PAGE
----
Mean-reversion stop-loss methods

Discussion in 'Strategy Development' started by garchbrooks, Apr 22, 2010.

  1. For mean-reversion traders, how do you guys arrive at your stop loss targets? Some multiple of the deviation from the mean, or just some empirical result that backtests while?

    Does it make sense to use time-based approaches? i.e., if the reversion hasn't happen in such and such time, just cut it -and- it has moved against you regardless of the result.
  2. What do you use now?

  3. Hard to explain specifics, but my system dynamically moves the stop and calculates an estimated "edge per trade" left in the trade still. It's not a good system, but the losses are bounded and the pnl distribution skew is favorable.

    However, when I run the system in practice, 70% of the time I can tell when the trade is going to be a loser just on account of the excessive duration involved in the trade. This is why I am researching alternative stop loss mechanisms.
  4. Baywolf


    That would be a form of data-snooping. If your original hypothesis (mean-reversion) doesn't produce the results you wanted (the pair continues to divert from the mean), you should document it, and move on. Drilling-down and curve-fitting are BAD, but you already knew this. Right?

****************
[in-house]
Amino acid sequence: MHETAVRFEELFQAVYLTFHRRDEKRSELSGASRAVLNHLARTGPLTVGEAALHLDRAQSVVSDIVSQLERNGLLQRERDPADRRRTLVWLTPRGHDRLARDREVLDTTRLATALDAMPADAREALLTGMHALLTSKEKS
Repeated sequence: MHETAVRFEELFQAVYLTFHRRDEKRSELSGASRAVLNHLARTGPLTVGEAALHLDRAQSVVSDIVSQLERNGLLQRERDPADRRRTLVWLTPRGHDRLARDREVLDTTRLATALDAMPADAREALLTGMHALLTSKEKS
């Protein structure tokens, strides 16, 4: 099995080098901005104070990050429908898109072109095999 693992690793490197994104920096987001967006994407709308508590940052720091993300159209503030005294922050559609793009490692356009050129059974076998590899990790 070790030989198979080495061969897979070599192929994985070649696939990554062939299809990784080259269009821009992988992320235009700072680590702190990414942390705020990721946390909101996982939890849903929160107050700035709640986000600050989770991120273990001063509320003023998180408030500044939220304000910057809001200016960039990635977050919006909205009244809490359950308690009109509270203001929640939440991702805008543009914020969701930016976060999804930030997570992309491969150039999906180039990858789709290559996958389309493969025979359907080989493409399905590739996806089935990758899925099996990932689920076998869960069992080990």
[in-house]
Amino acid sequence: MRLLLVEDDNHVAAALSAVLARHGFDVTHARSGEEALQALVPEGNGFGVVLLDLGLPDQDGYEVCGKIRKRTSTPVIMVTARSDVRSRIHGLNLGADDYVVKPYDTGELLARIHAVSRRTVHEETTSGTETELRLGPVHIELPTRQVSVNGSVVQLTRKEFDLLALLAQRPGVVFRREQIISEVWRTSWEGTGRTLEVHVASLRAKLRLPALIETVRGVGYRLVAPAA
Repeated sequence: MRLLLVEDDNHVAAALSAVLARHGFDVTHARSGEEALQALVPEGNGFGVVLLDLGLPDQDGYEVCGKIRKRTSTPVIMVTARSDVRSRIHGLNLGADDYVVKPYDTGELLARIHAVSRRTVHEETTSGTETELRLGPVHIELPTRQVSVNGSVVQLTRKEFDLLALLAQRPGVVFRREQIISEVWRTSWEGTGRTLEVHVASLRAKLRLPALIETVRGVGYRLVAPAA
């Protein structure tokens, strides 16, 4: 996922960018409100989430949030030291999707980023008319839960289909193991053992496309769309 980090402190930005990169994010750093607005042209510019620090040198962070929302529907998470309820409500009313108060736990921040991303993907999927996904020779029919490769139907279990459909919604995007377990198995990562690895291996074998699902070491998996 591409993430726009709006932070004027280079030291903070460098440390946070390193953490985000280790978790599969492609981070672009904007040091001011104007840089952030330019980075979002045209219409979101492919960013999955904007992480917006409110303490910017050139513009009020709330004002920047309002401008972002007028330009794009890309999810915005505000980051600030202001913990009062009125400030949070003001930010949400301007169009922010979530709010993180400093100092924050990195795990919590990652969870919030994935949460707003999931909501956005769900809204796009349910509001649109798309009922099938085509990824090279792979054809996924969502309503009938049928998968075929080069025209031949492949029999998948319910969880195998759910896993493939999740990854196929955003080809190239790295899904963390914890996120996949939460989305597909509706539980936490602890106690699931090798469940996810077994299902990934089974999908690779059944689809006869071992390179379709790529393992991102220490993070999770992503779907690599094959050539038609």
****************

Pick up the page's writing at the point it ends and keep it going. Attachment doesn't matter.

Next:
5. I did know this, but that's why I'm posting. The pursuit of edge-improvement. I mean at the tick level, I can see when something is not right by virtue of reading the tape. It's just that if it's obvious to me intraday, why wouldn't I want some generic, applicable methodology to identify the situation and cut the loser more quickly, before it balloons into a disaster?
  6. The only time stop I use limits me out at breakeven ( if still down after X amount of time ). I find that usually my target will be hit or missed within 3 bars.
  7. GTG


    I use a time-based, and keep each trade very small.
  8. ET99


    if the price revert to mean,
    you are dead meat.
  9. The price generation models tht you use will generally determine your paradigm. So you first make sure you have the stylized facts covered and then implement proper betting strategy. if you cover all possibilities of what the market does with different models, that's one way.
  10. Ok, so say I have a histogram of profits and losses from simulation and real results. I break out each result into two columns and write down some facts, like time of execution, time held, etc. I do a kind of qualitative regression of sorts on the outcome and find that time-in-trade happens to be a significant "predictor" of loss.

    Now, there are two paths to take:

    1) Use time itself as an input into cutting losses, or
    2) Use time as an input into detecting that there's been a sort of regime change and specialize the strategy to deal with this

    Do you see any systemic problems or serious flaws with taking this kind of approach?
    #10     Apr 23, 2010